# How can I sample a bivariate Gaussian distribution using Gibbs sampling?

I'm trying to sample a bivariate Gaussian distribution using Gibbs sampling, but I think I don't have the correct conditional probabilities. According to this lecture slides, the conditional expectation and variance of the bivariate Gaussian distribution are:

$E[X|Y=y]=\mu_X+\sigma_X\rho(\fracy-\mu_Y}\sigma_Y}$

and

$Var[X|Y=y]={{\sigma}_X}^2(1-{\rho}^2)$

So I'm sampling the bivariate Gaussian distribution using the standard normal distribution as follows:

$f(X|Y=y)=\mu_X+\sigma_X\rho(\fracy-\mu_Y}\sigma_Y})+{{\sigma}_X}^2(1-{\rho}^2)\mathcal{N}(0,1$

$f(Y|X=x)=\mu_Y+\sigma_Y\rho(\fracx-\mu_X}\sigma_X})+{{\sigma}_Y}^2(1-{\rho}^2)\mathcal{N}(0,1$

Are these equations ok to sample the bivariate Gaussian?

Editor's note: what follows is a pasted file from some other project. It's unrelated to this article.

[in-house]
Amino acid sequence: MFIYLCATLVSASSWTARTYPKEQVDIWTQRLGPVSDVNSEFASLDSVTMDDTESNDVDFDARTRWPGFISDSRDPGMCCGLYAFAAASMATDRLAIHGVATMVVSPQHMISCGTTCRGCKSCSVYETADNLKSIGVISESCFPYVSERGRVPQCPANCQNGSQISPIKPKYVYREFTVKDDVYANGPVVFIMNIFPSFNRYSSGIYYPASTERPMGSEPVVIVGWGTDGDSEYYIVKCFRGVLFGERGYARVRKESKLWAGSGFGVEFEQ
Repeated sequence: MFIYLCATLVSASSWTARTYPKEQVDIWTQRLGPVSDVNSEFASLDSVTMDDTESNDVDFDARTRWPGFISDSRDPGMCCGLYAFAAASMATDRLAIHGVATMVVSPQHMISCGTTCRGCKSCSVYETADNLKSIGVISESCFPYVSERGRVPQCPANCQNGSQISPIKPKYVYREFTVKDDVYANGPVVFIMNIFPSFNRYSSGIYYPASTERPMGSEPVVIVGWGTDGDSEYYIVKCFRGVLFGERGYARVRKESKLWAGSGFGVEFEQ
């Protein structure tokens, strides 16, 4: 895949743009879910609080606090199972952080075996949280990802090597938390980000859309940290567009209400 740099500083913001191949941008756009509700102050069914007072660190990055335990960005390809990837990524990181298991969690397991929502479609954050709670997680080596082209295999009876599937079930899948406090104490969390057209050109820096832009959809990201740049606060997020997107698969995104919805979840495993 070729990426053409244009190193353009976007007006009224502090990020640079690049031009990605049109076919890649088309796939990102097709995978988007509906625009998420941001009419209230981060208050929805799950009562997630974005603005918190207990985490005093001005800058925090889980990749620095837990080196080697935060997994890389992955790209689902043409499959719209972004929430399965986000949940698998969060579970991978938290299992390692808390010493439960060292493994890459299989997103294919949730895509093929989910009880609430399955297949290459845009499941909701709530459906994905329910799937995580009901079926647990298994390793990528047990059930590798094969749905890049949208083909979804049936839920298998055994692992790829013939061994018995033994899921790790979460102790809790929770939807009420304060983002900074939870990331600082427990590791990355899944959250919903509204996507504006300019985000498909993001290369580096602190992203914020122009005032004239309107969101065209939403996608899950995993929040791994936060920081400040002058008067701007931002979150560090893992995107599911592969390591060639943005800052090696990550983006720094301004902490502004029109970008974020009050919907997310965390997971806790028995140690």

Conditionally on $[Y=y]$, $X$ is distributed like $$\mu_X+\sigma_X\rho\sigma_Y^{-1}(y-\mu_Y)+\sigma_X\sqrt{1-\rho^2}Z,$$ where $Z$ is standard normal (note the factor $\sigma_X\sqrt{1-\rho^2}$ instead of its square). Likewise for $Y$ conditionally on $[X=x]$. But to sample $(X,Y)$, one should not use these two equations, rather, one can generate $Y$ by $$Y=\mu_Y+\sigma_YT,$$ where $T$ is standard normal, then generate $X$ by $$X=\mu_X+\sigma_X\rho\sigma_Y^{-1}(Y-\mu_Y)+\sigma_X\sqrt{1-\rho^2}Z,$$ where $Z$ is standard normal independent of $T$, or, equivalently, $$X=\mu_X+\sigma_X\rho T+\sigma_X\sqrt{1-\rho^2}Z.$$